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Fuel Prices At ANC  
User currently onlineYflyer From United States of America, joined Feb 2007, 944 posts, RR: 1
Posted (2 years 7 months 1 week 6 days 21 hours ago) and read 2051 times:

About a month ago I took a vacation in Alaska. On the last day another guy from my tour group and I both had late flights out of ANC, so we were hanging out in the airport restaurant, watching planes and killing time before out flights. I was telling him about how ANC was a major refueling stop for cargo flights to Asia, and he asked an interesting question that I couldn't answer. He noted that pretty much everything is more expensive in Alaska than in the Lower 48 due to it's isolation, including gasoline. So wouldn't jet fuel be a lot more expensive at ANC, too?

Obviously refueling at ANC must be the best option, because so many airlines do it. My fellow traveler was suggesting that refueling somewhere like YVR or SEA might be cheaper. Is jet A in fact more expensive at ANC, but not enough so to make it worth flying farther for cheaper fuel? Or is even YVR-Asia too far for a fully loaded 742 or MD-11 freighter, and ANC is the only option? Or is jet fuel sort of the exception to the rule and not really all that much more costly at ANC?

4 replies: All unread, jump to last
 
User currently offlinetdscanuck From Canada, joined Jan 2006, 12709 posts, RR: 80
Reply 1, posted (2 years 7 months 1 week 6 days 11 hours ago) and read 1796 times:

Quoting Yflyer (Thread starter):
He noted that pretty much everything is more expensive in Alaska than in the Lower 48 due to it's isolation, including gasoline. So wouldn't jet fuel be a lot more expensive at ANC, too?

Jet-A is currently retailing for $5.55/gallon at KSEA and $5.40-$5.59 at PANC (depending on FBO), so there doesn't appear to be any meaningful difference.

Keep in mind that a *huge* amount of oil flows through the Trans-Alaska Pipeline System and terminates at Valdez, only about 300 miles (by road) from Anchorage. There are several refineries in Alaska, including at Valdez. This presentation from the State of Alaska strongly suggests that the majority of their jet fuel production is in-state:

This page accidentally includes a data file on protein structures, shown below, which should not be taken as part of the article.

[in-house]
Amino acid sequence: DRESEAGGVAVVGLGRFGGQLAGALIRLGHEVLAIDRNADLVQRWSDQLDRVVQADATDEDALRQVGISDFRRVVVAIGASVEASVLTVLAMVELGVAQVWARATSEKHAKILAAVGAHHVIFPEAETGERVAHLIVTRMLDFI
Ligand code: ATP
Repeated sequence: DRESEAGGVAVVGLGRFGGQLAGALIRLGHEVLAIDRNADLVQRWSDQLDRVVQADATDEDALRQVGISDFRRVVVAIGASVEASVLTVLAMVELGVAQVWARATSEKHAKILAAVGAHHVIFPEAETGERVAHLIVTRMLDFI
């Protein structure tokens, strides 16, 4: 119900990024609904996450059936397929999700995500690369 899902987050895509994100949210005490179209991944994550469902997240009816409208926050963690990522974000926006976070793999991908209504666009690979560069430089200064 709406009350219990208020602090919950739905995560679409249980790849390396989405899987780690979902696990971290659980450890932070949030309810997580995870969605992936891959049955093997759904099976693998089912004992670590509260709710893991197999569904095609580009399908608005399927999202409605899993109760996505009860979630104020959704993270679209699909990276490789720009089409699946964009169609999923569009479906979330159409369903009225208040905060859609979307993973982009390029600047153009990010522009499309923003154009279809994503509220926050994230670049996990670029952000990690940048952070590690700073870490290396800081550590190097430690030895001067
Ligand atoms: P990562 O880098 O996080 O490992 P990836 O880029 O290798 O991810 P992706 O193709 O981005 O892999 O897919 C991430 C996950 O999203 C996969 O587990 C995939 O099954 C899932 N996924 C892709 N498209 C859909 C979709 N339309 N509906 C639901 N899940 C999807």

http://www.dot.state.ak.us/anc/about...t/JParrott-JetFuelAvailability.pdf

Quoting Yflyer (Thread starter):
My fellow traveler was suggesting that refueling somewhere like YVR or SEA might be cheaper.

In addition to having no obvious difference in Jet-A price, those two airports are much busier than PANC; you're likely to have more operational hassles and spend more money on landing fees.

Quoting Yflyer (Thread starter):
Or is even YVR-Asia too far for a fully loaded 742 or MD-11 freighter, and ANC is the only option?

CYVR-Asia is about 1000 nm or 2.5 hours farther than PANC-Asia...even if fuel were more expensive (and it doesn't seem to be) it would still significantly alter the flight economics to refuel somewhere so much farther away.

Tom.


User currently offlineFalcon Flyer From United States of America, joined Jul 2000, 1322 posts, RR: 0
Reply 2, posted (2 years 7 months 1 week 6 days 11 hours ago) and read 1741 times:

Can't talk about the airline side but on the corporate side, a quick check of contract prices shows Jet-A in the $4.50 to $4.75 range. That beats prices in Nashville, for example, by a couple of dollars per gallon. Go figure. We always use PANC for our trips to Asia and that's been the story for at least the last several years.


My definition of cool ? Not trying so hard to be cool.
User currently offlinetan flyr From United States of America, joined Aug 2000, 1897 posts, RR: 0
Reply 3, posted (2 years 7 months 1 week 6 days 9 hours ago) and read 1673 times:

I would suspect any carrier using PANC on a regualr basis has a contract price, just as tehy would at any other major airport where they have ops.

User currently offlineflightmedic72 From United States of America, joined Oct 2009, 27 posts, RR: 0
Reply 4, posted (2 years 7 months 1 week 6 days 7 hours ago) and read 1557 times:

Jet fuel for PANC is produced from Cook Inlet oil, refined at the Tesoro refinery in Nikiski and pumped through a 5 inch 71-mile, pipeline directly to the airport.

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